A key part of Pharma Integrates’ agenda revolved around the efficacy of different types of treatment, how to get therapies to patients quickly and effectively, the impact of personalised medicine, technological advances in drug discovery and tackling rare diseases. 

With small molecules having long been the basis for drug development due to their ability to penetrate cell membranes and travel quickly around the body, the panel discussed whether the emergence of the more complex large molecules, or biologics, with their notable targeted characteristics, posed a potential change in the nature of drug development. What could the implications be for CDMOs? The consensus seemed to be that there was space for both, with Eli Lilly’s VP of Search & Evaluation (Pain & Neurodegeneration), Jenny Laird, stating the aim to be agnostic to the therapeutic modality, with their portfolio being a mix of small and large molecules.

Advanced therapies (ATMPs) such as cell and gene therapy are making great strides, and according to the latest report by Cell & Gene Therapy (CGT) Catapult, UK clinical trials for these types of therapies have increased by 45% since 2018. The CGT Catapult also has ambitious plans to get treatments to more people, with a target of 10,000 receiving therapies by 2028.  So how can we ensure these innovative treatments get to patients quickly? The aim is to develop a portfolio of technologies to support industry and academia, as well as expanding the CGT manufacturing centre and the cell and gene therapy cluster in Stevenage. Workforce development will play an important role, with the sector expanding from 500 jobs in 2012 to over 3,000 currently and continuing to grow, with 1,700 now working in manufacturing and bioprocessing.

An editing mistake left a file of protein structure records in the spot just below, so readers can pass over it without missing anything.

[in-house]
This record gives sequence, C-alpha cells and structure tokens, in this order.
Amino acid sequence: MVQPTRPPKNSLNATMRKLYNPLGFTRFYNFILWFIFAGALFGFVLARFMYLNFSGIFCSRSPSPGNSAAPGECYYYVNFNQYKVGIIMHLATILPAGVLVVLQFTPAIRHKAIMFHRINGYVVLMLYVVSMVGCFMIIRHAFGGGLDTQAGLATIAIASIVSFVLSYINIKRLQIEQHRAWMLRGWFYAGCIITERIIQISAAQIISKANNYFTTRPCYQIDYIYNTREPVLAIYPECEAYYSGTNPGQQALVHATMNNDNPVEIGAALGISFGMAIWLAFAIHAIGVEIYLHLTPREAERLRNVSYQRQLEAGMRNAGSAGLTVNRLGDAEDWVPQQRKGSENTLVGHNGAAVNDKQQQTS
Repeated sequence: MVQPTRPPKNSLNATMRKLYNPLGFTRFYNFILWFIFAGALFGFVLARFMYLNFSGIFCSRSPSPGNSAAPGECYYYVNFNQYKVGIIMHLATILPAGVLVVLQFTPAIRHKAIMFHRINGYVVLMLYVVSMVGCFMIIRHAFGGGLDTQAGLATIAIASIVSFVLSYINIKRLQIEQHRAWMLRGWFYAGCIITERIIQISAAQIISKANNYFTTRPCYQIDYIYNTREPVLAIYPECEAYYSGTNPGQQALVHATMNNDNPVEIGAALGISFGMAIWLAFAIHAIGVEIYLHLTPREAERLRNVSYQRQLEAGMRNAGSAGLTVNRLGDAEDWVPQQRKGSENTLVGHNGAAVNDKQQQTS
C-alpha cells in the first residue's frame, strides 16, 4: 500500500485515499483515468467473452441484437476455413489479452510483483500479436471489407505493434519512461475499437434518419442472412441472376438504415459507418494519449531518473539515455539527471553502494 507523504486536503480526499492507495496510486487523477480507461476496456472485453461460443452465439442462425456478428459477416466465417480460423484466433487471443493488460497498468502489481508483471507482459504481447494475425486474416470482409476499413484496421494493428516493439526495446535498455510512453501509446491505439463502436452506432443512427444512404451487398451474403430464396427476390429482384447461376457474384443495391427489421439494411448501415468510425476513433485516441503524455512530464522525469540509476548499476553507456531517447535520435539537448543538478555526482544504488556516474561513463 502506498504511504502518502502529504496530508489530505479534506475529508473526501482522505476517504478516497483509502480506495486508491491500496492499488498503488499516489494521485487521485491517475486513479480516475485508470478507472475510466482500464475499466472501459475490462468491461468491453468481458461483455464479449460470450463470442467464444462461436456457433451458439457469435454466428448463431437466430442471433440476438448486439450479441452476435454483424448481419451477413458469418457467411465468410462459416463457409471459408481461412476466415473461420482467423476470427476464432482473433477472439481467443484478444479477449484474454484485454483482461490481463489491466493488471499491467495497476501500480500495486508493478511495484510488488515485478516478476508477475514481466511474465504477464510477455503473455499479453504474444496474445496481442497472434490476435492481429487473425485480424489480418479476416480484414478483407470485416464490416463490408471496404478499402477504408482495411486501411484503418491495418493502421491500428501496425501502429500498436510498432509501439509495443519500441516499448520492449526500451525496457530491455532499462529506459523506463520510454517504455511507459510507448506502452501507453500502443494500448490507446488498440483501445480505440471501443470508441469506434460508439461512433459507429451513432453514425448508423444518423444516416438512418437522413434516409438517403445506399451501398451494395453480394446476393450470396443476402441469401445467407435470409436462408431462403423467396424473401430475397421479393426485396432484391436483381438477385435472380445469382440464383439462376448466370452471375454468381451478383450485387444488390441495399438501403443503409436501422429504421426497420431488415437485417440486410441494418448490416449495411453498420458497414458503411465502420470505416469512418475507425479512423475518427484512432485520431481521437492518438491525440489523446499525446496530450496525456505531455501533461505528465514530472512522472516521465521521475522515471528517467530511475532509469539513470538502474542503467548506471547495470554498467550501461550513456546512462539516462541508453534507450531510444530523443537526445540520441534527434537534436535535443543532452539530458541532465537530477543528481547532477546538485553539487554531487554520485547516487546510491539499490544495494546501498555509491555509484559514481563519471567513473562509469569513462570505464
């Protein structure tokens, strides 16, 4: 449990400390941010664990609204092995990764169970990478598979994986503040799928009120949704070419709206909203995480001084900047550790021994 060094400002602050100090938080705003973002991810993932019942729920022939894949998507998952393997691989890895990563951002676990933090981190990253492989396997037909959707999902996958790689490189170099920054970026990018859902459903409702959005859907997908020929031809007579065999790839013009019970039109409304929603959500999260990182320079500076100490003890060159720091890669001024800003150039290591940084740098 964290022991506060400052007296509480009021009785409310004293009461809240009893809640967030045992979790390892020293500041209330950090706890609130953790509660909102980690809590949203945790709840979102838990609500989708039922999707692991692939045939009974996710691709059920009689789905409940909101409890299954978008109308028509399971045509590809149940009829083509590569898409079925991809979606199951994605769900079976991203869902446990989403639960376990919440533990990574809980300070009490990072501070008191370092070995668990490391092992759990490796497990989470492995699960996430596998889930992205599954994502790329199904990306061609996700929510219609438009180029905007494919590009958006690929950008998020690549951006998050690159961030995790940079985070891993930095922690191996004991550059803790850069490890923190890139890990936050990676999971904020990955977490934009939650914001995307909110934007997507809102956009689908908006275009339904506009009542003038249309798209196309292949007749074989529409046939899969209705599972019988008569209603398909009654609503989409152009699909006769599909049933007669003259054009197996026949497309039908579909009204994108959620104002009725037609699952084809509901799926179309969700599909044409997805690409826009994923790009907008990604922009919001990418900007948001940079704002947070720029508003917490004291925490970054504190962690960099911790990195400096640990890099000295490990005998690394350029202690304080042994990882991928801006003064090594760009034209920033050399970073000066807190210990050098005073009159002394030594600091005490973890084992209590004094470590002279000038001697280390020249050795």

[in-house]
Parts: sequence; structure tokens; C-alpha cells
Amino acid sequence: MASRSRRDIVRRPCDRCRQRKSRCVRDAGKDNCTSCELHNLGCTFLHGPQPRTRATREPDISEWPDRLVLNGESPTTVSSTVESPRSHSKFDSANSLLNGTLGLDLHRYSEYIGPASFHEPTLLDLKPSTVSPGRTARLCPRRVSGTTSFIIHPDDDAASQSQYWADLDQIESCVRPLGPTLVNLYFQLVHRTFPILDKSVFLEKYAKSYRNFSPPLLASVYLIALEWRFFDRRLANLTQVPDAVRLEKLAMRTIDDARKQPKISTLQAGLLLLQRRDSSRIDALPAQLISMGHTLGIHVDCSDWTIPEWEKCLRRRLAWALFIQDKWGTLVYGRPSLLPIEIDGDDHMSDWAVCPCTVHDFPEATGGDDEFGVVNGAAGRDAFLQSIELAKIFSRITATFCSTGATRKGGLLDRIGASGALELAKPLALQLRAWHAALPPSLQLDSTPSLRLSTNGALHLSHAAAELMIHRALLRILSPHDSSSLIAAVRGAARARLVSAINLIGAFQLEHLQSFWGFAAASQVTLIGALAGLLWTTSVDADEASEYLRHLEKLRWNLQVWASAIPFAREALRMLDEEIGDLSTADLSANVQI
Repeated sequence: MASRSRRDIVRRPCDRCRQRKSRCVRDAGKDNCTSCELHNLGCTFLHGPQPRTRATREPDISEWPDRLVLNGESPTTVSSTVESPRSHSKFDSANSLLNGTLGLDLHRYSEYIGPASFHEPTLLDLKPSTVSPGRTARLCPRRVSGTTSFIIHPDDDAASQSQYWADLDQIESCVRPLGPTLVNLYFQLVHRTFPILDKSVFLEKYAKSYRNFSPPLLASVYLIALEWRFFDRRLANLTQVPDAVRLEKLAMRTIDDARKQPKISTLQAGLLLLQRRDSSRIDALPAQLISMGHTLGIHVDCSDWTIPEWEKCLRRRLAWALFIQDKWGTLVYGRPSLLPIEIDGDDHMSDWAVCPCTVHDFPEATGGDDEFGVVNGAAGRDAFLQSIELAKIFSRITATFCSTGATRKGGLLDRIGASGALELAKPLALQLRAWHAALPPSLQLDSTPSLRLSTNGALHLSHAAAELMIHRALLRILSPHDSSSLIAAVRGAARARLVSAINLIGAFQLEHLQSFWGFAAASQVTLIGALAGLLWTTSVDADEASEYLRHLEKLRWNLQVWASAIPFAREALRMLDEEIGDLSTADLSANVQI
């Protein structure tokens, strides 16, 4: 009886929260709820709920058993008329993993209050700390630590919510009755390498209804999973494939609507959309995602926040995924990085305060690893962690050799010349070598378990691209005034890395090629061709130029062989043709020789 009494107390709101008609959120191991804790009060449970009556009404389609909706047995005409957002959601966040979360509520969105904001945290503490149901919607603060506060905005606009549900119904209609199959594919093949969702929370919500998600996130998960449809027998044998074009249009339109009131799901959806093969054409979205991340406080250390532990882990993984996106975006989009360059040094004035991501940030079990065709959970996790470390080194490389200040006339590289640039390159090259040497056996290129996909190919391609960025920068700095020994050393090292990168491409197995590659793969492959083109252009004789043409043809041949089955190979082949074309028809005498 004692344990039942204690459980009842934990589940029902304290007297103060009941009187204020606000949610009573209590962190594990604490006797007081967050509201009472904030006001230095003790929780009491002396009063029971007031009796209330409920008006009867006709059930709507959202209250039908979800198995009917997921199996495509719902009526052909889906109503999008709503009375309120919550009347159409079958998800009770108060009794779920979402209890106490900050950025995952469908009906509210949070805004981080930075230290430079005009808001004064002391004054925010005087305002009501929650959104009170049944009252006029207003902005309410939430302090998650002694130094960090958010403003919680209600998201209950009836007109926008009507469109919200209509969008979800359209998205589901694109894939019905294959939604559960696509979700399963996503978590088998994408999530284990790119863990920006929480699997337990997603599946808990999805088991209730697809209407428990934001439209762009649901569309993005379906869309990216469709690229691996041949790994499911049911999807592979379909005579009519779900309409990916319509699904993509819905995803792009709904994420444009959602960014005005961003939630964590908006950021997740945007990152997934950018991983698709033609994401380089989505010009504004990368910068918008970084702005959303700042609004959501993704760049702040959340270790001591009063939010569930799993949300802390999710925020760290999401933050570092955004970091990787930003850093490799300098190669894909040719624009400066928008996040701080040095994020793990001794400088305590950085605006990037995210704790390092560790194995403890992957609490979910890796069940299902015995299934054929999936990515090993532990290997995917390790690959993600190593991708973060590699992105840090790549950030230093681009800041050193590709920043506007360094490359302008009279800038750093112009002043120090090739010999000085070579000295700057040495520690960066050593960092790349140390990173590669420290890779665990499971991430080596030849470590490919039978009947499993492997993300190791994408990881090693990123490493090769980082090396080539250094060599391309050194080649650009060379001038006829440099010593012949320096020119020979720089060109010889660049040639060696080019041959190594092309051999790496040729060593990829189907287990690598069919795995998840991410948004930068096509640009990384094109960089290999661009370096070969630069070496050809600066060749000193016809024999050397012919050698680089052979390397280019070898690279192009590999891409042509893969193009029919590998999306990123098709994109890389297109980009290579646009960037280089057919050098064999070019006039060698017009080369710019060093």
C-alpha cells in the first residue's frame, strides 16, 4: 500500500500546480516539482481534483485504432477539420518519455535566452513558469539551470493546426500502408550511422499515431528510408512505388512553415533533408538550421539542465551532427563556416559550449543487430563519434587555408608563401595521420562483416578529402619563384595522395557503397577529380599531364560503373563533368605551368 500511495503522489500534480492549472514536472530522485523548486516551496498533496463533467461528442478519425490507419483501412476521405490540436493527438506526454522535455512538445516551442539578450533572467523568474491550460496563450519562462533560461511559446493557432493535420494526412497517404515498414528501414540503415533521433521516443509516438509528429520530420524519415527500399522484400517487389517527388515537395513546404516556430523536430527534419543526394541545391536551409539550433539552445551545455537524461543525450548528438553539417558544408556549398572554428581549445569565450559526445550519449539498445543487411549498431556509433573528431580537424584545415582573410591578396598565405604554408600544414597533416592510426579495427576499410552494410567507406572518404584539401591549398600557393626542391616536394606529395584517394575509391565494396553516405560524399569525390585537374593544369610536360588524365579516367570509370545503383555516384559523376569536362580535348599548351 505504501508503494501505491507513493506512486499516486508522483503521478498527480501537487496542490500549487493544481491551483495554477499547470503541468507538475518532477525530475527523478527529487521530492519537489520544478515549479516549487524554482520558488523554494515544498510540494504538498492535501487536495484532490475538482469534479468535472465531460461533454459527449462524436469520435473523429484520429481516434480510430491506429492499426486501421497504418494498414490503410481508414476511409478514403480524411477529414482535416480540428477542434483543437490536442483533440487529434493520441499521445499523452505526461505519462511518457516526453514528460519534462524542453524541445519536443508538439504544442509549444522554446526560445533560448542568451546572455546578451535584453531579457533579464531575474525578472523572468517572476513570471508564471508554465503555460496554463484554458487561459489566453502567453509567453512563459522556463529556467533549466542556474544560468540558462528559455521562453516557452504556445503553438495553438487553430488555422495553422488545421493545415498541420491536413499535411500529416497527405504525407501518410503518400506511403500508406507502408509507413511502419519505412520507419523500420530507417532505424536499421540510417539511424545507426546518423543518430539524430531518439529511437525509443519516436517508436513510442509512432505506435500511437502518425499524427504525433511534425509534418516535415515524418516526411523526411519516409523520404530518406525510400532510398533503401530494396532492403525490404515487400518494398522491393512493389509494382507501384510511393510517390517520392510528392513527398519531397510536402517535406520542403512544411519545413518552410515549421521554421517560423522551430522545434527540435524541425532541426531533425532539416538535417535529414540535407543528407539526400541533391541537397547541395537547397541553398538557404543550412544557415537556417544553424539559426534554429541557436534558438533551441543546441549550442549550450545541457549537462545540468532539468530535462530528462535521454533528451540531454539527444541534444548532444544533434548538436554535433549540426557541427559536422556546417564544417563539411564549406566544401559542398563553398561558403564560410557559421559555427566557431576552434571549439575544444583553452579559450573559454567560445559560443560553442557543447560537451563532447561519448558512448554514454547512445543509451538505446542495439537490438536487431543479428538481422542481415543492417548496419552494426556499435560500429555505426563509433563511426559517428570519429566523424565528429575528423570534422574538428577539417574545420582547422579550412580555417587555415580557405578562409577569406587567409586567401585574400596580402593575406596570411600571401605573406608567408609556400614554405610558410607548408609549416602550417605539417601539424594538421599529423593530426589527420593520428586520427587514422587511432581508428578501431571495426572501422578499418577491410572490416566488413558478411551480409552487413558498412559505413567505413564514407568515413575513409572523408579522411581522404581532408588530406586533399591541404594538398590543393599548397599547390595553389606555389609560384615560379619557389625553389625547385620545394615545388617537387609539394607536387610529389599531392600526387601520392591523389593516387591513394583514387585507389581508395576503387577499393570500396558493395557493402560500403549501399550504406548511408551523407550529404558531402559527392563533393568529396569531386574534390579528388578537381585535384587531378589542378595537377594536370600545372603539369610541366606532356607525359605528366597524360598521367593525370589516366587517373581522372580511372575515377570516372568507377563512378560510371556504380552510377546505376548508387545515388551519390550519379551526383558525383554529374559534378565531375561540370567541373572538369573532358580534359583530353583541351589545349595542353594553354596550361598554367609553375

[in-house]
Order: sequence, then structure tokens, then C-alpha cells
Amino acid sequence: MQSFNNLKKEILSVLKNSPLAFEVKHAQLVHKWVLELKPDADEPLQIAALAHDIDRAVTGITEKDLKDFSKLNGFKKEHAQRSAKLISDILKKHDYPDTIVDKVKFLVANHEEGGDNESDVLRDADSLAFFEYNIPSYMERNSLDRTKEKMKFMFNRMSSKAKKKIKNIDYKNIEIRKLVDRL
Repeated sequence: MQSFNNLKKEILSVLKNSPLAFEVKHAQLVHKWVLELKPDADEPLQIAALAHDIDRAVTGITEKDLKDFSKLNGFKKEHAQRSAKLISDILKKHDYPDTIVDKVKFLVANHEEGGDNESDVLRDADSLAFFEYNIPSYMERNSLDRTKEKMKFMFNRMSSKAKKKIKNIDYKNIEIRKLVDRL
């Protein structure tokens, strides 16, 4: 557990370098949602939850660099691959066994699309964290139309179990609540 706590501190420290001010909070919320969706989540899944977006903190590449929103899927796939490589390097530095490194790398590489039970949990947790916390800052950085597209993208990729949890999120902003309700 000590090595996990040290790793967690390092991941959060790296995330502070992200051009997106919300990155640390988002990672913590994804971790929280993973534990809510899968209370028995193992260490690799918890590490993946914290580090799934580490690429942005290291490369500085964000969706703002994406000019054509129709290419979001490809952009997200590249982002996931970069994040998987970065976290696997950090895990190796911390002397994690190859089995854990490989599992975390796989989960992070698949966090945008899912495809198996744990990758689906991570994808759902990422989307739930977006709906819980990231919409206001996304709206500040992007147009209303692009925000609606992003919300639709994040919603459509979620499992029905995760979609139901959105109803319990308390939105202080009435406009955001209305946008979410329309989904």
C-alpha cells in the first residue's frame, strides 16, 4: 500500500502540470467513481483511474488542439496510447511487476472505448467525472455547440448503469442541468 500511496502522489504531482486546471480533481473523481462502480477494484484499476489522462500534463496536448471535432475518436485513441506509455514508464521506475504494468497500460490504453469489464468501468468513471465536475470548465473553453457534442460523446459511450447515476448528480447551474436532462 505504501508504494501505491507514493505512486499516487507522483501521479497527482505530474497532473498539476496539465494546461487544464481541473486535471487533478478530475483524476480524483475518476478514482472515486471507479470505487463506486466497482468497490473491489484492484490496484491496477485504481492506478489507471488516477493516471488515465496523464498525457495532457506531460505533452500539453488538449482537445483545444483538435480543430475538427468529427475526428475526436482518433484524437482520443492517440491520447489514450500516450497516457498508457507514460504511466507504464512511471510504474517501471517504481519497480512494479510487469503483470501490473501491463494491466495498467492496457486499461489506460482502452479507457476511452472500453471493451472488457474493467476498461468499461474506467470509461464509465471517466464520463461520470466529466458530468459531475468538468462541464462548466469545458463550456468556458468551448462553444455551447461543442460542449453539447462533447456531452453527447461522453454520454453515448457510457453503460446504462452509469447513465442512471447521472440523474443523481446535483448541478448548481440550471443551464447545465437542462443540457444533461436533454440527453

With the focus on personalised medicine, how can the delivery of health solutions strike a balance between serving the general population yet at the same time ensure each patient has a personalised experience? Conclusio MD, James Roach, summed it up best during the panel discussion by calling on the NHS and industry to “shift left” and come together under the common endeavour of “treat to prevent” whilst encouraging and conducting applied research on value based healthcare, both from an individual and a population perspective.

Artificial intelligence (AI) is becoming an increasingly vital component of the drug discovery and development process, so how will it affect treatment? According to the World Economic Forum, the next decade will see AI change healthcare in three key ways: by accessing multiple data sources to reveal patterns in disease and aid treatment and care; with healthcare systems being able to predict an individual’s risk of certain diseases and suggest preventative measures; and helping to reduce waiting times for patients and improve efficiency in hospitals and health systems. In order to get to this position, however, COHESION Medical CEO and panellist Euan Cameron stated the importance of AI in assisting health and aiding science, but pointed out that biology remains complex and less understood, which still requires deeper mathematical systems to move forwards.

Personalised medicine is particularly suited to rare genetic diseases which, having long been ignored by industry and investors, is now starting to receive attention. With approximately 6,000 rare diseases affecting 1 in 17 people at some point in their lives, and genomic technology rapidly moving ahead, how should scientists tackle this emerging field? During the discussion on the subject, Sobi’s Associate Medical Director, Shelley Watcham, explained the difficulty of getting rare disease treatments approved and how industry could facilitate the process. She went on to recommend that the burden of lobbying for research funding be transferred from patient advocacy groups to the pharma sector.

Bio Integrates will once again be placing the patient at the heart of the discussion, with panels on gene therapy, immunotherapy, tech-enabled treatment and medicine delivery. Make sure to register now for a discounted rate and be a part of the buzz.